Rohingyas distrust Myanmar’s anti-junta resistance

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SITTWE (MYANMAR): Shadow government breaks taboos in predominantly Buddhist Myanmar by welcoming Rohingyas into its anti-junta coalition, but many members of the long persecuted Muslim minority are wary after experiencing decades of discrimination and deadly violence .
Myanmar has been in turmoil since Aung San Suu Kyi’s government was overthrown in a coup in February, sparking huge pro-democracy protests and bloody military repression.
Dissenting lawmakers from his party dominate a “national unity government” in exile, rallying support for the resistance among foreign governments and in international news broadcasts.
Last month, they called on the Rohingya to ‘join hands’ to end military rule, vowing to repatriate those who fled to Bangladesh after a deadly 2017 military assault on their communities in the western part of the state. by Rakhine.
They also pledged to grant citizenship to the minority, which has long been stateless after decades of discriminatory policies.
The use of the word “Rohingya” was new – suspicious of the sentiments of the predominantly Buddhist and ethnically Bamar population, Suu Kyi’s government had referred to the community as “Muslims living in Rakhine”.
But suspicion persists among the Rohingya still in Myanmar, where they are widely seen as intruders from Bangladesh and have been denied citizenship, rights and access to services.
“Making a pledge and then getting support from abroad is like putting bait for the fish,” said Wai Mar, who has lived in an IDP camp for nearly a decade.
Reached by a bumpy and rutted road in the western town of Sittwe, the wooden huts at Thet Kay Pyin camp are home to Rohingya who were driven or burnt from their homes in previous clashes with Rakhine Buddhists in 2012.
“We fear that we exist only to be human shields or scapegoats,” Wai Mar added.
Mother of four San Yee, who struggles to provide for her children even with the remittances her husband sends from Malaysia, agrees.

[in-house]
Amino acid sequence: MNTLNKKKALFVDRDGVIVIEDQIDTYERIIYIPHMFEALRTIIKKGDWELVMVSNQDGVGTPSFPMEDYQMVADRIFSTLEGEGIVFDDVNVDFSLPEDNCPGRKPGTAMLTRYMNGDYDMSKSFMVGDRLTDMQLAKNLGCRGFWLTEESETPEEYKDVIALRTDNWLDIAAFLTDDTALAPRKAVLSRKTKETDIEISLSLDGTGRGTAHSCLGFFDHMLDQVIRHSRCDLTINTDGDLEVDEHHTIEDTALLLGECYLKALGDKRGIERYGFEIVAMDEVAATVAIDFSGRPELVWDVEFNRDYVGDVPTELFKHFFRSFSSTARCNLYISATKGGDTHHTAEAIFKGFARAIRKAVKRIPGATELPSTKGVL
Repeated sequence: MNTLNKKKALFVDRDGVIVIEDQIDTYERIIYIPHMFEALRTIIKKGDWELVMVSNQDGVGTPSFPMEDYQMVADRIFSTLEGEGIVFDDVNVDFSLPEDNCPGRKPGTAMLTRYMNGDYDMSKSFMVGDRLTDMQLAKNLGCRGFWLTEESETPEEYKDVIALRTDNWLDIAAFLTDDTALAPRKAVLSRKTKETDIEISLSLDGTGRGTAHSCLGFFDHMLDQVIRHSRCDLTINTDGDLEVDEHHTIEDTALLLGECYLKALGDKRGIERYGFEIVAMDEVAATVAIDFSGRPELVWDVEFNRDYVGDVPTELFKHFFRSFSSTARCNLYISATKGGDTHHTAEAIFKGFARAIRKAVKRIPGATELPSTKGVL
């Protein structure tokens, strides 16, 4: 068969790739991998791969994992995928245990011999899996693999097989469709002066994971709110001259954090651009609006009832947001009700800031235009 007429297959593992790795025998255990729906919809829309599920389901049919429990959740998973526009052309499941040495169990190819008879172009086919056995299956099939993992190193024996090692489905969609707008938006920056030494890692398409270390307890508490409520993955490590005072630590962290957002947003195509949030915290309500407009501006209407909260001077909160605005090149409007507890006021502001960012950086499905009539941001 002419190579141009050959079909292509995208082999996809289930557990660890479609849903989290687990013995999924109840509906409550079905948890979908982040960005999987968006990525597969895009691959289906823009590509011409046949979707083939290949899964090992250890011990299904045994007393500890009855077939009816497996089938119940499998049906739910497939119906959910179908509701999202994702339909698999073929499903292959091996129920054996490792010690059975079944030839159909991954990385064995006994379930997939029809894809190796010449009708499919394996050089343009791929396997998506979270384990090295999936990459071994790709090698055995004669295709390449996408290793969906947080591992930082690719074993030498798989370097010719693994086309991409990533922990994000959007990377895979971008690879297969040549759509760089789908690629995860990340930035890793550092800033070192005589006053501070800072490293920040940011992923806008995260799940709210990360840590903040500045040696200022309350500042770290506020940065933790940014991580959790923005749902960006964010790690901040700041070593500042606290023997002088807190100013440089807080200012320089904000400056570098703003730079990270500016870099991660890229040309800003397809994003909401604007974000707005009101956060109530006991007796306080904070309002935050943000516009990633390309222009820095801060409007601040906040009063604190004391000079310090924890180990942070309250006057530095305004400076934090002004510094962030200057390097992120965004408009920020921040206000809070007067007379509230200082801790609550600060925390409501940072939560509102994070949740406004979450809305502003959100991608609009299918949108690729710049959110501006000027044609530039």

“We cannot put all our trust and expectation in them because we have been oppressed for so long.”
Despite the overtures, there are no Rohingya representatives in the current 32-member cabinet of the national unity government.
“We figured out we wouldn’t get it all overnight” after Suu Kyi’s National League for Democracy swept an army-backed party in the 2015 election, another told AFP. inhabitant of the camp, Ko Tun Hla.
“But we didn’t even get basic human rights, for example, freedom of movement, to become a citizen, to go back to our original homes – we didn’t get any.”
From the camp, they heard reports of a horrific crackdown that sent 700,000 of their relatives across the border into Bangladesh, bringing reports of rape, arson and murder.
The Burmese public was largely unresponsive to the plight of the Rohingya, while activists and journalists covering the issues faced vitriolic abuse online.
After the military was accused of genocide, Suu Kyi traveled to The Hague to defend the generals in the UN’s highest court.
Months later, they removed her from office in a coup.
While anti-junta protesters in Bamar-majority cities like Yangon and Mandalay have shown no quarters by the military, many in Thet Kay Pyin are afraid.
“As they are killing their own people cruelly and brutally without any hesitation, they would do more to us because they don’t care about us,” said Tun Hla, another inhabitant of the camp.
A few days after the February coup, soldiers came to Thet Kay Pyin and held a meeting, initially to reassure people and ask them to remain calm, Win Maung said.
“But when we asked for our rights, they spoke in a threatening manner.”
“They said we were Bengali, not Rohingya, and they threatened to shoot us too.”
Bengali is a derogatory term for the Rohingya in Myanmar, which incorrectly implies that they are recent immigrants from Bangladesh.
Junta leader Min Aung Hlaing – who headed the armed forces during the 2017 crackdown – dismissed the word Rohingya as “an imaginary term”.
For many in Thet Kay Pyin, after nearly a decade of limbo, political allegiance comes second.
“If they give our rights, we will cooperate with the army, the NLD or the NUG,” Ko Tun Hla said.
“If our rights are granted, we will cooperate with anyone.”
San Yee added, “I want to go back and live my life like it was before, that’s my hope.
“But when will our expectations and our hopes come true? She sighed. “Only after we die?” ”


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